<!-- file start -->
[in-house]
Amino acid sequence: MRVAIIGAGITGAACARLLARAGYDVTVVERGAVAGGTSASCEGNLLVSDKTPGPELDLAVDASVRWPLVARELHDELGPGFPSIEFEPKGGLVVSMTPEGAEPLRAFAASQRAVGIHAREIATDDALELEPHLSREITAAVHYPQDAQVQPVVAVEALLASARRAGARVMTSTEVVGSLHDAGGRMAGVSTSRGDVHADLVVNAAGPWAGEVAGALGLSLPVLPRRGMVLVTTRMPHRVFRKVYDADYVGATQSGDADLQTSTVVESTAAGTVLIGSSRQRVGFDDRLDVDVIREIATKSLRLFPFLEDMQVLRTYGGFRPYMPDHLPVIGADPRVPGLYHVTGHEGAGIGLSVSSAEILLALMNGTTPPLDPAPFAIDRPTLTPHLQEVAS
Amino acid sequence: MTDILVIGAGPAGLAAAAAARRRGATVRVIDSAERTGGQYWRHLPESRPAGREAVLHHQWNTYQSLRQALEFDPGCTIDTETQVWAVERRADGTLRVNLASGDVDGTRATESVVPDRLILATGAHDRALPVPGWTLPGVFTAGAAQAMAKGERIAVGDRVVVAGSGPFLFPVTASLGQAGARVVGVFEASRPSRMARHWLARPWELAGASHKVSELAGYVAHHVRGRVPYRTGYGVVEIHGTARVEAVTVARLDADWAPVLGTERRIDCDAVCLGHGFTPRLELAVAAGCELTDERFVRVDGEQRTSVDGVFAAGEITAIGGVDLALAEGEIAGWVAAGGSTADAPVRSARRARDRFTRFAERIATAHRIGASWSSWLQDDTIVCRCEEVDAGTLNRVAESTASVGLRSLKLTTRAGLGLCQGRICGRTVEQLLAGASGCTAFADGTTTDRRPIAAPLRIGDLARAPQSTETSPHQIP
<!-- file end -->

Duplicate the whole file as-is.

[in-house]
Amino acid sequence: MRVAIIGAGITGAACARLLARAGYDVTVVERGAVAGGTSASCEGNLLVSDKTPGPELDLAVDASVRWPLVARELHDELGPGFPSIEFEPKGGLVVSMTPEGAEPLRAFAASQRAVGIHAREIATDDALELEPHLSREITAAVHYPQDAQVQPVVAVEALLASARRAGARVMTSTEVVGSLHDAGGRMAGVSTSRGDVHADLVVNAAGPWAGEVAGALGLSLPVLPRRGMVLVTTRMPHRVFRKVYDADYVGATQSGDADLQTSTVVESTAAGTVLIGSSRQRVGFDDRLDVDVIREIATKSLRLFPFLEDMQVLRTYGGFRPYMPDHLPVIGADPRVPGLYHVTGHEGAGIGLSVSSAEILLALMNGTTPPLDPAPFAIDRPTLTPHLQEVAS
Amino acid sequence: MTDILVIGAGPAGLAAAAAARRRGATVRVIDSAERTGGQYWRHLPESRPAGREAVLHHQWNTYQSLRQALEFDPGCTIDTETQVWAVERRADGTLRVNLASGDVDGTRATESVVPDRLILATGAHDRALPVPGWTLPGVFTAGAAQAMAKGERIAVGDRVVVAGSGPFLFPVTASLGQAGARVVGVFEASRPSRMARHWLARPWELAGASHKVSELAGYVAHHVRGRVPYRTGYGVVEIHGTARVEAVTVARLDADWAPVLGTERRIDCDAVCLGHGFTPRLELAVAAGCELTDERFVRVDGEQRTSVDGVFAAGEITAIGGVDLALAEGEIAGWVAAGGSTADAPVRSARRARDRFTRFAERIATAHRIGASWSSWLQDDTIVCRCEEVDAGTLNRVAESTASVGLRSLKLTTRAGLGLCQGRICGRTVEQLLAGASGCTAFADGTTTDRRPIAAPLRIGDLARAPQSTETSPHQIP